California Developments

In response to the COVID-19 pandemic and in an effort to prevent the spread of the virus, many employers are grappling with the need to immediately shut down operations.  This raises the question whether employers must pay out all wages (including paid time off) when employees are temporarily laid off or furloughed. In California, they might.
Continue Reading Will Employers Who Institute Temporary Layoffs In Response To COVID-19 Have To Pay Out All Wages Due At The Time of Layoff? In California, They Might

No doubt recognizing the unprecedented impact on business, Governor Gavin Newsom issued an Executive Order suspending the notice requirements under the California Worker Adjustment and Retraining Notification Act. Cal. Lab. Code §§ 1401(a), 1402, 1403. The Executive Order suspends existing law that could have otherwise required employers to provide 60 days’ notice before instituting mass layoffs, relocations, or terminations, and could potentially have imposed steep penalties on employers who failed to do so.  Certain notice obligations remain, however, under the Executive Order.
Continue Reading California Suspends Mini-WARN Obligations, But Still Mandates Notice

Effective January 1, 2020, organ donors in California are entitled to an additional 30 business days of unpaid leave.  AB 1223 extends the maximum leave time available to employees who participate in an organ donation program.  This law applies to private employers with 15 or more employees. 
Continue Reading Giving Your Heart Away in the Golden State : California Extends Leave Time for Organ Donors

Earlier today, Eastern District of California Judge Kimberly Mueller granted a preliminary injunction, prohibiting the state of California from enforcing AB 51, which sought to prohibit companies in California from requiring arbitration agreements as a condition of employment. 
Continue Reading California Court Grants Preliminary Injunction Against Law Prohibiting Arbitration Agreements As A Condition of Employment

California’s law against arbitration remains in doubt after Eastern District Judge Kimberly Mueller extended the TRO issued on December 31, prohibiting the state of California from enforcing the law against agreements covered by the Federal Arbitration Act.  That law, known as AB 51, seeks to prohibit companies in California from requiring arbitration agreements as a condition of employment.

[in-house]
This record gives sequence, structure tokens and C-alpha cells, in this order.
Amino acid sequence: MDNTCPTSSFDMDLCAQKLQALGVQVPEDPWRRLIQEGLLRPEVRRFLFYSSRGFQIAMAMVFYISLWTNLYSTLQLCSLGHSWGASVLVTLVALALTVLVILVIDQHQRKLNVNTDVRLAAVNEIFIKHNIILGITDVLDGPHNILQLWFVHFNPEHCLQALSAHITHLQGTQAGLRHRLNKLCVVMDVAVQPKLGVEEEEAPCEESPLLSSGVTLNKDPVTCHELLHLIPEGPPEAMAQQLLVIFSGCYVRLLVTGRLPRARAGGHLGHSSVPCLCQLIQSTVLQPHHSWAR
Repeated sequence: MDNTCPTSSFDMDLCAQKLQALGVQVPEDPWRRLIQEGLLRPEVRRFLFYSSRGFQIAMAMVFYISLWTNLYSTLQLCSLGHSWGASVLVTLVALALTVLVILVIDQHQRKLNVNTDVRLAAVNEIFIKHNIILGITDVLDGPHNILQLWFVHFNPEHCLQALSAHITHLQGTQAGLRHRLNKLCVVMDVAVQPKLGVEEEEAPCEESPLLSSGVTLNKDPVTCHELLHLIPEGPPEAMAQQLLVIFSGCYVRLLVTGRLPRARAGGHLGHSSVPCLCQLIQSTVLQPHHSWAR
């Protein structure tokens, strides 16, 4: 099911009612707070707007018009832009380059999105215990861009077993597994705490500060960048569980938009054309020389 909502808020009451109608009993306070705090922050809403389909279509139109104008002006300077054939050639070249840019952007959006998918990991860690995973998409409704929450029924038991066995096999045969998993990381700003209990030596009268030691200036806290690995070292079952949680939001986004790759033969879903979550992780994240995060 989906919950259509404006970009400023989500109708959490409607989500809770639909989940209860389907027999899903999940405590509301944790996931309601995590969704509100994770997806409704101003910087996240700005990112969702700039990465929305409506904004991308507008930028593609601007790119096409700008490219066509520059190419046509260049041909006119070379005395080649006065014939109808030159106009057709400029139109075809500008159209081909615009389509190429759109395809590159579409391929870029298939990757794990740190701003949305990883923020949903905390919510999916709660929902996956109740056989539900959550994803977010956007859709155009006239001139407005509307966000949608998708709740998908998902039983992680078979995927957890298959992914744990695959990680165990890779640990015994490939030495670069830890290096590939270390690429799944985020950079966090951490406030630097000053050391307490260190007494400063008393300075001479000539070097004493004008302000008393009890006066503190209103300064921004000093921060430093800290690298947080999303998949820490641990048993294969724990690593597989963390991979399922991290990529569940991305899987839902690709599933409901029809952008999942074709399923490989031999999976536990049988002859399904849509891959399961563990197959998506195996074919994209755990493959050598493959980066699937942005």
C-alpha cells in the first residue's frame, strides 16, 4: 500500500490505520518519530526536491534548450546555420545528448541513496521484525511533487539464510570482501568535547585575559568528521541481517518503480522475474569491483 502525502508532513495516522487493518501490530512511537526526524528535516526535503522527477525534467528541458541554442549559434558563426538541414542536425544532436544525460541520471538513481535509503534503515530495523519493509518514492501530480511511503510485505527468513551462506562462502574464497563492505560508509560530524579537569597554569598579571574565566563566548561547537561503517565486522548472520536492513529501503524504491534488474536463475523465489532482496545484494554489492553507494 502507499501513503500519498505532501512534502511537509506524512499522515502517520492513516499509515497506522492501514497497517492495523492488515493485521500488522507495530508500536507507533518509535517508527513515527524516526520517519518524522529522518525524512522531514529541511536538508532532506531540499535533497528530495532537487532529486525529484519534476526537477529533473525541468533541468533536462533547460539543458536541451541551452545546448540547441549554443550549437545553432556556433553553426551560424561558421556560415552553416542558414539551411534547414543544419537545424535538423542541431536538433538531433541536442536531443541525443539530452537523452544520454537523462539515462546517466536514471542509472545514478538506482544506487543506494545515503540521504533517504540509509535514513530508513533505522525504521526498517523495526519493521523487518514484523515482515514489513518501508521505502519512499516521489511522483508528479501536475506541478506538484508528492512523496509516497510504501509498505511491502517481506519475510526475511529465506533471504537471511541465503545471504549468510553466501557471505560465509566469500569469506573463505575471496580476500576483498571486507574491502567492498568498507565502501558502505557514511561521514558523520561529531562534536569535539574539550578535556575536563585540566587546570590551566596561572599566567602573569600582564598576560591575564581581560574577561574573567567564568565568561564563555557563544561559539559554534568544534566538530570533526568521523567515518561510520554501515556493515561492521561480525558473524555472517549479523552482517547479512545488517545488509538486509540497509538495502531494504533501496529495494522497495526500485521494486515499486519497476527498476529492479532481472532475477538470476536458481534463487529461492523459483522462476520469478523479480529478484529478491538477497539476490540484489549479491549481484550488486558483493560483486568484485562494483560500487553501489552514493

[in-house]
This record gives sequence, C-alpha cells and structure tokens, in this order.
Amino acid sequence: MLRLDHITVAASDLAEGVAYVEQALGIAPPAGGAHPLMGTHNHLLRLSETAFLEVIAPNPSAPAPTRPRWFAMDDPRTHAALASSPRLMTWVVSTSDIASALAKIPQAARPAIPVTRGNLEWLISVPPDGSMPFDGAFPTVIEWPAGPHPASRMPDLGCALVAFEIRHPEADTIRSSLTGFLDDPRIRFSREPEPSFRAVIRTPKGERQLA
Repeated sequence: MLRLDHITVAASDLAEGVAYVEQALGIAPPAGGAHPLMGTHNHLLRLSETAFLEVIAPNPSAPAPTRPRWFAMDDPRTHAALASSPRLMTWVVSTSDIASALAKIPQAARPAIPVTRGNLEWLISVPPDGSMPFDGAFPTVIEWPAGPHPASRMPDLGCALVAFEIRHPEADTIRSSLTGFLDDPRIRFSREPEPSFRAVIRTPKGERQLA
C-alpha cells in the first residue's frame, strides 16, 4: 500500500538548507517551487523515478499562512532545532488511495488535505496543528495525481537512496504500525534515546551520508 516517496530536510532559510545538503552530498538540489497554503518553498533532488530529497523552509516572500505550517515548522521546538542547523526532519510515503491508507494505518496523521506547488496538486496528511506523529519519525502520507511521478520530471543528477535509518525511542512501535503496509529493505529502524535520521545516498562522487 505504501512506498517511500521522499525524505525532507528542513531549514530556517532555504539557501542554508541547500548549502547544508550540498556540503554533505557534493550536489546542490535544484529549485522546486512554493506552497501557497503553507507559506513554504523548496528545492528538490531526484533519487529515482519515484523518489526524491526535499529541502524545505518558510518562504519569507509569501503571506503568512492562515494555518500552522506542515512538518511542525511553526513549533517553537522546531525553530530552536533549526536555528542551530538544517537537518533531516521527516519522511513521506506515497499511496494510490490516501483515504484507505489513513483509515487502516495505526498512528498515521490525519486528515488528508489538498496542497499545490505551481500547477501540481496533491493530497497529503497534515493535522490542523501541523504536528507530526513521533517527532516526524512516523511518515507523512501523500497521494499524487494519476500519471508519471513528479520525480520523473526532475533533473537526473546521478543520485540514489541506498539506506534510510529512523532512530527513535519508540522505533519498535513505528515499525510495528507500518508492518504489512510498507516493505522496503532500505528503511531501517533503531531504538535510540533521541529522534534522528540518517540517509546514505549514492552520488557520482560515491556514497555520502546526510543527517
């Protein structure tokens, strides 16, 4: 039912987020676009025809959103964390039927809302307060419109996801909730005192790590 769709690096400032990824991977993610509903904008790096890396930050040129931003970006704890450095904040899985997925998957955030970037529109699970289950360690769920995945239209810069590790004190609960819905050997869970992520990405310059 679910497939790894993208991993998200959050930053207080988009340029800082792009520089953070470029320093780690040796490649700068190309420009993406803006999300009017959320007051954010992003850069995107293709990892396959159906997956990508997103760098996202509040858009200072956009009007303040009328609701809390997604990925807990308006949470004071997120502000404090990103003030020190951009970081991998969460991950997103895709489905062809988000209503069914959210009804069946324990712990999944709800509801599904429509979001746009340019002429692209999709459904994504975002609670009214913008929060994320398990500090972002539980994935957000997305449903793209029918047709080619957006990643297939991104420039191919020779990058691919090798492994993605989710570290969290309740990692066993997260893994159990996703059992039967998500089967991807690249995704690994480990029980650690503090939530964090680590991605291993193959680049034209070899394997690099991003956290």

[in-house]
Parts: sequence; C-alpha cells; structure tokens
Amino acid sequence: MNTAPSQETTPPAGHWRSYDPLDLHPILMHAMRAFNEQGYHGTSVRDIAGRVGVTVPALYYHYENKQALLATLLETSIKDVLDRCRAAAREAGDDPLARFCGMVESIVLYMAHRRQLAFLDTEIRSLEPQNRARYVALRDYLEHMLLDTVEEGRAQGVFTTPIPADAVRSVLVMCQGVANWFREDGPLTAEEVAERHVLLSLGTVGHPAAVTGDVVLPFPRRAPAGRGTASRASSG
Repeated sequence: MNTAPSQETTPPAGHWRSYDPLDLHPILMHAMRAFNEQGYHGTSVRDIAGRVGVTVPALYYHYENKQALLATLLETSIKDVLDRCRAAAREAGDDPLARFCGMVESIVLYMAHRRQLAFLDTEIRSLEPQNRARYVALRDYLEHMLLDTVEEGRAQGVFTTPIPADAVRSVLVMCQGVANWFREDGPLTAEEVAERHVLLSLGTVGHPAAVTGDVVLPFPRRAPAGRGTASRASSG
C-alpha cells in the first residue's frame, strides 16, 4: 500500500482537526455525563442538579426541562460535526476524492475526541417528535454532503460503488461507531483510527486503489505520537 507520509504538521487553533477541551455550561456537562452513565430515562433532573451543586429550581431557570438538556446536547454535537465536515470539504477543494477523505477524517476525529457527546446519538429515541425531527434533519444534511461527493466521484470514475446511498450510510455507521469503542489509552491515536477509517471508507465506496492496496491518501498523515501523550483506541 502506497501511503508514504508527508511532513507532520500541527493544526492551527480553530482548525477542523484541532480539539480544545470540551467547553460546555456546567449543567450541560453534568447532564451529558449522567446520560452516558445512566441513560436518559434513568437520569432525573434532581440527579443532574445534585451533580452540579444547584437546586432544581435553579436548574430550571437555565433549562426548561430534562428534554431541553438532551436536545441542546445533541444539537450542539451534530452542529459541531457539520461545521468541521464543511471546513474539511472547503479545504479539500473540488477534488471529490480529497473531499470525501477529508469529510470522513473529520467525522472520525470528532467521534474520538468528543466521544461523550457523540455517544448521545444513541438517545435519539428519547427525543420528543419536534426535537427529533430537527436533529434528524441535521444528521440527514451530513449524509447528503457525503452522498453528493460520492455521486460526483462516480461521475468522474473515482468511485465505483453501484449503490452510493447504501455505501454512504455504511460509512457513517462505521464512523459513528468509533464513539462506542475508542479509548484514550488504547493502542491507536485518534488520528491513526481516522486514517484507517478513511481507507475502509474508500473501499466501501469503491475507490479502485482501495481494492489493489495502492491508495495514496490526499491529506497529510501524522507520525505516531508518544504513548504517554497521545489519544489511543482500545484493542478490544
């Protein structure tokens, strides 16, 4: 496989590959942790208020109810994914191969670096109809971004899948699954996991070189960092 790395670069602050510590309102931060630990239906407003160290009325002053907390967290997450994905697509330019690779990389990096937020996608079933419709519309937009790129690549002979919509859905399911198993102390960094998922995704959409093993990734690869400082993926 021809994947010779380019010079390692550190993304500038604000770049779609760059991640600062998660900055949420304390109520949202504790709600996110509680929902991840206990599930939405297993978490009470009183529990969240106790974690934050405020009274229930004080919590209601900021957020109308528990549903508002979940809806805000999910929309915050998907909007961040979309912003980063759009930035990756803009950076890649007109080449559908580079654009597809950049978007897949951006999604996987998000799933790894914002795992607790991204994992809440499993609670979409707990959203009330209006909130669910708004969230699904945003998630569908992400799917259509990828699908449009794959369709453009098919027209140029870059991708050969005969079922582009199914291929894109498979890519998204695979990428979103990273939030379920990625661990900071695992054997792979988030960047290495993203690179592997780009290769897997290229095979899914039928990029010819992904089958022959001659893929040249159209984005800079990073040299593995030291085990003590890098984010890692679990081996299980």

Continue Reading California Court Extends TRO Against Arbitration Law

The California Department of Fair Employment and Housing recently updated its Sexual Harassment Prevention Training FAQ guidance to address some of the questions surrounding SB 1343, which requires employers with five or more employees to provide classroom or “other interactive training” for all California employees (not just supervisors) every two years
Continue Reading California DFEH Updates FAQ on Sexual Harassment Prevention Training in Light of New Deadline to Comply

Earlier today, District Judge Kimberly J. Mueller of the United States District Court for the Eastern District of California, granted a temporary restraining order that temporarily prohibits the state of California from enforcing AB 51, a law that would prohibit companies in California from requiring arbitration agreements as a condition of employment.  
Continue Reading California Court Temporarily Enjoins Enforcement Of Law Prohibiting Arbitration Agreements As A Condition of Employment

A recent California appellate court decision has held that a banquet hall’s “mandatory service charge” could, under the right circumstances, be a “gratuity” that must be paid to employees under California Labor Code § 351.
Continue Reading California Appellate Court Rules that a Service Charge Could Be a Gratuity under the Labor Code